church, travel

Jesus, cannibalism and chicken feet

Adapted from a sermon preached Aug. 16, 2015, at First Presbyterian Church of Lexington, Ky.

Recently I visited a former seminary classmate who lives near Los Angeles. He’s of Filipino and Chinese descent, and we went to have dim sum at one of his favorite restaurants in Chinatown. We ordered chicken feet. I have eaten and liked them before, in Korea, where they are eaten in mounds as bar food, like rubbery, gelatinous French fries, and doused in the spiciest of sauces. There is one big difference, though: The feet I’ve eaten before are deboned.

Chicken feet in Daejeon, South Korea.
Deboned chicken feet in Daejeon, South Korea.

Not the case with Chinese chicken feet, at least those at this restaurant. They’re full of hard, tiny bones. They’re really hard to eat. My friend explained that I’d have to bite off a whole toe, and then gnaw the bones clean with my teeth and tongue, and then spit out the bones. This is not bar food. My friend told me his theory about why this difficult-to-eat delicacy is so immensely popular: “I think Chinese people like food where there’s some sense of adventure. It’s not just food, but it’s an accomplishment.”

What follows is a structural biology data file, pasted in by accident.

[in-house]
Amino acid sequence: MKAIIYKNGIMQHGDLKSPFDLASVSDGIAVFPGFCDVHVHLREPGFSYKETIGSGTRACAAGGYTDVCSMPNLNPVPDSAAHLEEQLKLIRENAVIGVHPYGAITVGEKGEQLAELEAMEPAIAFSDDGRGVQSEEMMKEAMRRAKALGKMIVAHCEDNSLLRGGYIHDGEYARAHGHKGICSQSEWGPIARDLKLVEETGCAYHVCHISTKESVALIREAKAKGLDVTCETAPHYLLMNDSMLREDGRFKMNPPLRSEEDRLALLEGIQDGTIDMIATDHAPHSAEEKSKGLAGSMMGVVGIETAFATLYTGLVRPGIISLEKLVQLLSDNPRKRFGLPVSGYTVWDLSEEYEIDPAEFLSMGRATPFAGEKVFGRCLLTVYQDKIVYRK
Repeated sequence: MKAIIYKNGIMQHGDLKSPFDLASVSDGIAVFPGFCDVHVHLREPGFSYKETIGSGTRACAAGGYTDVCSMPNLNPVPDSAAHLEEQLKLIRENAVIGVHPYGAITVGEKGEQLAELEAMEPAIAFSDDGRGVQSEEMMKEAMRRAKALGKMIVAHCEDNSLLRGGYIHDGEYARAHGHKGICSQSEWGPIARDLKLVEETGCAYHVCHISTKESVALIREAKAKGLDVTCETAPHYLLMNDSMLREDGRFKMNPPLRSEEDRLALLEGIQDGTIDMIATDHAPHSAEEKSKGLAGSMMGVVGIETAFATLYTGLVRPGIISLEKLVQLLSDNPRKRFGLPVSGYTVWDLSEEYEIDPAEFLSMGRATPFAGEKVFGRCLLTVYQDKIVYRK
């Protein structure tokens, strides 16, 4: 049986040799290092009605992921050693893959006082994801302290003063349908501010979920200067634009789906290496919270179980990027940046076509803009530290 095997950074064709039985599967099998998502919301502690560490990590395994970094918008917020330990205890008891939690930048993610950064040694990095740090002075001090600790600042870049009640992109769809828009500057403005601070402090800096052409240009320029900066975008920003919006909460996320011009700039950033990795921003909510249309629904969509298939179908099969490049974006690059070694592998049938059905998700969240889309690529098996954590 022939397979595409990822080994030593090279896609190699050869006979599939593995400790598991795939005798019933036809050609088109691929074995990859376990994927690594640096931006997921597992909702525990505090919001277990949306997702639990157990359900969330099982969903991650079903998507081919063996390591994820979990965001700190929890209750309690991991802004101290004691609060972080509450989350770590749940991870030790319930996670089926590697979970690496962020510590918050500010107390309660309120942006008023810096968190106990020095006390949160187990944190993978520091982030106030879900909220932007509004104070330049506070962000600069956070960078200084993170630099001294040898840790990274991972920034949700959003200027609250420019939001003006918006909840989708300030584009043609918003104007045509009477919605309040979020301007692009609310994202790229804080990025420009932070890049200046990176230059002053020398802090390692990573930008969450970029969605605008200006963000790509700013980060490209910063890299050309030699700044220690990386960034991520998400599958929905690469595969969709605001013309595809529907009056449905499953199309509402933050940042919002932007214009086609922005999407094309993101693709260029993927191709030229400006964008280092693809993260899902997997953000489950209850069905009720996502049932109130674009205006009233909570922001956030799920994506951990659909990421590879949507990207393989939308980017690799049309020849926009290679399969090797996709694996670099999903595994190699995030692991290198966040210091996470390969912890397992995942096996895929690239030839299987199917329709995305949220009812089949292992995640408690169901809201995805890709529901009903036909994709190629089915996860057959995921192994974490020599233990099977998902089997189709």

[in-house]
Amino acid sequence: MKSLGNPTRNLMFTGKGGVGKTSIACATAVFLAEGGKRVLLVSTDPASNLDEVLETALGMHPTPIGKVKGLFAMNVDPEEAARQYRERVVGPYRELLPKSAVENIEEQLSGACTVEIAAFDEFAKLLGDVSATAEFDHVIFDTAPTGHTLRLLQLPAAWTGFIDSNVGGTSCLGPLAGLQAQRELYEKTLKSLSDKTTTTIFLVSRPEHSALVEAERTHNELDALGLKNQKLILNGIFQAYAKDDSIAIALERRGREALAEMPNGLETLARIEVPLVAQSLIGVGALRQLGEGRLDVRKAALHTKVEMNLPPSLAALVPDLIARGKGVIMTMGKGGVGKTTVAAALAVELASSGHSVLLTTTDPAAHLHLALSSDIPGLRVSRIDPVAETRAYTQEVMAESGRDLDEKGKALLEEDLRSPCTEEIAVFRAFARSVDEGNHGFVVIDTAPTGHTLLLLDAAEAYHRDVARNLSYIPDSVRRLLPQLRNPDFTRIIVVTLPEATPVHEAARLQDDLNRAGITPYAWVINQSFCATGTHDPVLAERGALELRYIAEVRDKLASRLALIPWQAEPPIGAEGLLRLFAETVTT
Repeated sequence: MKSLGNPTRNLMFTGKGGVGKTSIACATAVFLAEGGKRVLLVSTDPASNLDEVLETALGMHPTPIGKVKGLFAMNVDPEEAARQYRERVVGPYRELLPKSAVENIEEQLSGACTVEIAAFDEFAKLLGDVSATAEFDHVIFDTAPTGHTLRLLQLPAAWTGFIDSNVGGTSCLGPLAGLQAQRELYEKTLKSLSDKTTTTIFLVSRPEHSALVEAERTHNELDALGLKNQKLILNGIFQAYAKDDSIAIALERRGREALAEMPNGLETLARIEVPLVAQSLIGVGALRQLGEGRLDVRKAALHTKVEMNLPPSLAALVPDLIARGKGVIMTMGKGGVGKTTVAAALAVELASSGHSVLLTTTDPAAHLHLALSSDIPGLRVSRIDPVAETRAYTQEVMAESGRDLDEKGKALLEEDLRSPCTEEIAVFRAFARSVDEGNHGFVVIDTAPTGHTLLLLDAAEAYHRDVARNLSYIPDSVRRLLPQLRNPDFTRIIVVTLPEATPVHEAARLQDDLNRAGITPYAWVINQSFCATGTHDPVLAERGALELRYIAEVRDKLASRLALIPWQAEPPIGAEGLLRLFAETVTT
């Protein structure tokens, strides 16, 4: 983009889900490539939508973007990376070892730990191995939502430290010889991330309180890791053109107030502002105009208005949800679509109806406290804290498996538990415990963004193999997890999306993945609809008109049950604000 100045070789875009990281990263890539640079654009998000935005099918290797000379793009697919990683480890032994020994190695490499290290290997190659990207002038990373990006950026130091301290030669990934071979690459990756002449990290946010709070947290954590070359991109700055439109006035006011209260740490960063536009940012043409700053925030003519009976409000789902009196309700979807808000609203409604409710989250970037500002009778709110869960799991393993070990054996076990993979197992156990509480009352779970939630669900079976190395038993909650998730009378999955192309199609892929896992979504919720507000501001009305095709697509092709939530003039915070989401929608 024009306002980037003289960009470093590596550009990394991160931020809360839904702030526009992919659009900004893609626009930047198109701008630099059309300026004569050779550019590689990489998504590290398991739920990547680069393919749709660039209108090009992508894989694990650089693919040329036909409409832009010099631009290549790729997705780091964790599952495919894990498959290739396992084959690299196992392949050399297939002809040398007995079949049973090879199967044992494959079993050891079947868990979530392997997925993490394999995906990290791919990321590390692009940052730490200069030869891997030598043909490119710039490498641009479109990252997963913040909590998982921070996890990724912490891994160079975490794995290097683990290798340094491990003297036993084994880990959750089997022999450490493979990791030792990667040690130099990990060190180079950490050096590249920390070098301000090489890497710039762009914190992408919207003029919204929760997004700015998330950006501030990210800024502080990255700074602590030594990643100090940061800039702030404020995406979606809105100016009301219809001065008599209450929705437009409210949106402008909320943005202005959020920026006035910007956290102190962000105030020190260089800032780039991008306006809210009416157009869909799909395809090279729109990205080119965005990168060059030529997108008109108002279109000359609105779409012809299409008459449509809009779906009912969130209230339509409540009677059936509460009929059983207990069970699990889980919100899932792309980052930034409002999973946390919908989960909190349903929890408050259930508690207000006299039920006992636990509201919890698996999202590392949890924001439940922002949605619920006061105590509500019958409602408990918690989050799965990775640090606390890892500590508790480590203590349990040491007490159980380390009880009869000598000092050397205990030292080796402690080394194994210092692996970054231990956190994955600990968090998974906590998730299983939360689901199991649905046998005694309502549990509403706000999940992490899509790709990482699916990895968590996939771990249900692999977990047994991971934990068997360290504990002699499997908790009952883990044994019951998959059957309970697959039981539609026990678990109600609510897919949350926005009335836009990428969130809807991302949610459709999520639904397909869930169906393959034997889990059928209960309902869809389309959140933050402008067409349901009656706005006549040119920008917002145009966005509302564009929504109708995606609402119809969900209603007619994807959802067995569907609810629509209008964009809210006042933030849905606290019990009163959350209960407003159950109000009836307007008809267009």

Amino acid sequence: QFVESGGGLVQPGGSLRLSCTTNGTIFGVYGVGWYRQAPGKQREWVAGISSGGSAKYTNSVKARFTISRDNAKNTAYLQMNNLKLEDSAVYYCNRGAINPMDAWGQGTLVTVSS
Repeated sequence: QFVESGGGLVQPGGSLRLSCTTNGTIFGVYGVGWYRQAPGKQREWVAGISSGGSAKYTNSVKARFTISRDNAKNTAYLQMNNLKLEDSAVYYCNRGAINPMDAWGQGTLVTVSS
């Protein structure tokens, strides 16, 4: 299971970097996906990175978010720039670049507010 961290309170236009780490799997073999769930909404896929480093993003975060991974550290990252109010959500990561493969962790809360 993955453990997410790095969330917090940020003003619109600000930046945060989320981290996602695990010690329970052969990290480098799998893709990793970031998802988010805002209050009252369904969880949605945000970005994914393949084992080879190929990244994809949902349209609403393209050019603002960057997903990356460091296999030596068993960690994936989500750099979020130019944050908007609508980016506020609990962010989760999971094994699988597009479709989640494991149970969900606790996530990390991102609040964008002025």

So when you imagine the meal in this passage of the gospel of John, imagine eating chicken feet, nibbling the flesh off tiny, hard bones, chewing the rubbery covering, swallowing the flesh, spitting out the bones. It takes about five minutes to finish two mouthfuls. You can’t eat fast, you might choke. The eating of these feet is a communal experience. You’re passing dish after dish of dim sum between yourself and your companions, everyone taking a bite or two at a time. “Try that,” someone says, pointing with chop sticks. “Pass the tea,” you say. Bones are discarded from the chicken feet, banana leaves are unwrapped from sticky rice. Different combinations of sauce are tried and retried.